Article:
Rising to a height of approximately four miles, the shining Space mountain promises is especially fascinating to scientists.
Rising to a height of approximately four miles, the prominent precipice, sporting bright streaks on its steep slopes, is especially fascinating to scientists. As a point of comparison, Mount Everest is approximately 5.5 miles high.
“This mountain is among the tallest features we’ve seen on Ceres to date,” said Dawn science team member Paul Schenk, a geologist at the Lunar and Planetary Institute, Houston. “It’s unusual that it’s not associated with a crater. Why is it sitting in the middle of nowhere? We don’t know yet, but we may find out with closer observations.”
Located between Mars and Jupiter, Ceres is the largest, most massive object in the main asteroid belt, with an average diameter of about 584 miles – about the same width as Texas at its most distant points (660 miles).
Scientists have also gathered new visual data about the famous Occator (oh-KAH-tor) crater, home to Ceres’ brightest spots.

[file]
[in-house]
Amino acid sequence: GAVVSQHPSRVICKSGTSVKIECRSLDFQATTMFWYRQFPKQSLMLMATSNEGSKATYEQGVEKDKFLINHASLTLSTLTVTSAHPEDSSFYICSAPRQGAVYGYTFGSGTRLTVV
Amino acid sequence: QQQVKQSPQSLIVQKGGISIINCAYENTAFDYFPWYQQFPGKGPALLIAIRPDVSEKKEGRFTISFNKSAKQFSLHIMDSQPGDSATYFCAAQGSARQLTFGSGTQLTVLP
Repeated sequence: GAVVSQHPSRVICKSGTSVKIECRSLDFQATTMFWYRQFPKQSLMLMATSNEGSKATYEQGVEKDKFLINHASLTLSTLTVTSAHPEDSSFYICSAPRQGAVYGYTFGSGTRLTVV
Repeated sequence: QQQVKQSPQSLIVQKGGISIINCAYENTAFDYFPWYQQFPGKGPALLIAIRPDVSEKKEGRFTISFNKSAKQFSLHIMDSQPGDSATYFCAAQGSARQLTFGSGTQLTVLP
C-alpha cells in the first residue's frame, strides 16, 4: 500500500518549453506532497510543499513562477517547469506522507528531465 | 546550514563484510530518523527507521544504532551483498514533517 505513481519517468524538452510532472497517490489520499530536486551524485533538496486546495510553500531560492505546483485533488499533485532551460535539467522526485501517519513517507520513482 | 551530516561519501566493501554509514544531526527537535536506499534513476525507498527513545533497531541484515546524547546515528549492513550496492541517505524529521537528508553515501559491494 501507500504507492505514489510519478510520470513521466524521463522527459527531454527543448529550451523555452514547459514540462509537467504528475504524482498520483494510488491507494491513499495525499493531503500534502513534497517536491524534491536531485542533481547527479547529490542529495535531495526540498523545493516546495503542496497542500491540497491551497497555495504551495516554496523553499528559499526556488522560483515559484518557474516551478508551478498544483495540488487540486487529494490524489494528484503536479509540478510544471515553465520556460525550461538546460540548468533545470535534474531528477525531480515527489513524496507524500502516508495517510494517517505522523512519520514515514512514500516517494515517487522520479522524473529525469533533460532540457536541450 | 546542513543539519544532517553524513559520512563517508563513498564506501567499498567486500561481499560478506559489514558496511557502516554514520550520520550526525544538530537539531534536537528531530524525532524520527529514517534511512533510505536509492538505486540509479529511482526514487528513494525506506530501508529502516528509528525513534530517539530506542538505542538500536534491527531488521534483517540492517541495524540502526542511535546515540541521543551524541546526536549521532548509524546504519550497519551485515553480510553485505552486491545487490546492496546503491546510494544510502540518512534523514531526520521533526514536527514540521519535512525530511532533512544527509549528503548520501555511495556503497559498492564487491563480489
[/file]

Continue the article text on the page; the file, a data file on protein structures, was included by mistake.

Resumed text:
Despite speculation that surface ice is causing these bright spots, in examining the way Occator’s bright spots reflect light at different wavelengths, the Dawn science team has not found evidence that is consistent with ice.
“We are now comparing the spots with the reflective properties of salt, but we are still puzzled by their source,” said Chris Russell, Dawn’s principal investigator at the University of California, Los Angeles. “We look forward to new, higher-resolution data from the mission’s next orbital phase.”
Dawn will resume its observations of Ceres in mid-August from an altitude of 900 miles (less than 1,500 kilometers), or three times closer to Ceres than its previous orbit.
On March 6, 2015, Dawn made history as the first mission to reach a dwarf planet, and the first to orbit two distinct extraterrestrial targets. It conducted extensive observations of Vesta in 2011-2012.